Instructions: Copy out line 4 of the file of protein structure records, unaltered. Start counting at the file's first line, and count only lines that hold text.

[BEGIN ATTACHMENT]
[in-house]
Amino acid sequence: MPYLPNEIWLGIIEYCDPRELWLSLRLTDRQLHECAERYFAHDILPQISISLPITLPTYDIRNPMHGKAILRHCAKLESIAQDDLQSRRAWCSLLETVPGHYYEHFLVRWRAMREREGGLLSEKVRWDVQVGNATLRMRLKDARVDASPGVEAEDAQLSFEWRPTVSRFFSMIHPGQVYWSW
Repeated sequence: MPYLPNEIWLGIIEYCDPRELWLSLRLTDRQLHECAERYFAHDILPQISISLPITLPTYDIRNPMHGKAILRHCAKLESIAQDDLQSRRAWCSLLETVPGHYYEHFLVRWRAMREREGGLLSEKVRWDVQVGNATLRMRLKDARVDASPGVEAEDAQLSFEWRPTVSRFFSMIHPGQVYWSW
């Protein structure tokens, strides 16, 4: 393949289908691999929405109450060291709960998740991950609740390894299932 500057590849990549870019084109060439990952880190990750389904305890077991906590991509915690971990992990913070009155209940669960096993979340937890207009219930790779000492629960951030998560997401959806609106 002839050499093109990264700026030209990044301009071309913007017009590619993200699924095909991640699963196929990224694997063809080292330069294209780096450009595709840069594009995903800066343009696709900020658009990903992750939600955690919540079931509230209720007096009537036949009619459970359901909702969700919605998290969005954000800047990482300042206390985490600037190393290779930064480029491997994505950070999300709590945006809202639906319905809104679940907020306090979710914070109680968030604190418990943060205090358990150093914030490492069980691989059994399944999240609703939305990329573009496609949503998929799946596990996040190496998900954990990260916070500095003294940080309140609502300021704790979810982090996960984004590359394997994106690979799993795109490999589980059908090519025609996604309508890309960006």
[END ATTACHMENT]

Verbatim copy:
């Protein structure tokens, strides 16, 4: 393949289908691999929405109450060291709960998740991950609740390894299932 500057590849990549870019084109060439990952880190990750389904305890077991906590991509915690971990992990913070009155209940669960096993979340937890207009219930790779000492629960951030998560997401959806609106 002839050499093109990264700026030209990044301009071309913007017009590619993200699924095909991640699963196929990224694997063809080292330069294209780096450009595709840069594009995903800066343009696709900020658009990903992750939600955690919540079931509230209720007096009537036949009619459970359901909702969700919605998290969005954000800047990482300042206390985490600037190393290779930064480029491997994505950070999300709590945006809202639906319905809104679940907020306090979710914070109680968030604190418990943060205090358990150093914030490492069980691989059994399944999240609703939305990329573009496609949503998929799946596990996040190496998900954990990260916070500095003294940080309140609502300021704790979810982090996960984004590359394997994106690979799993795109490999589980059908090519025609996604309508890309960006």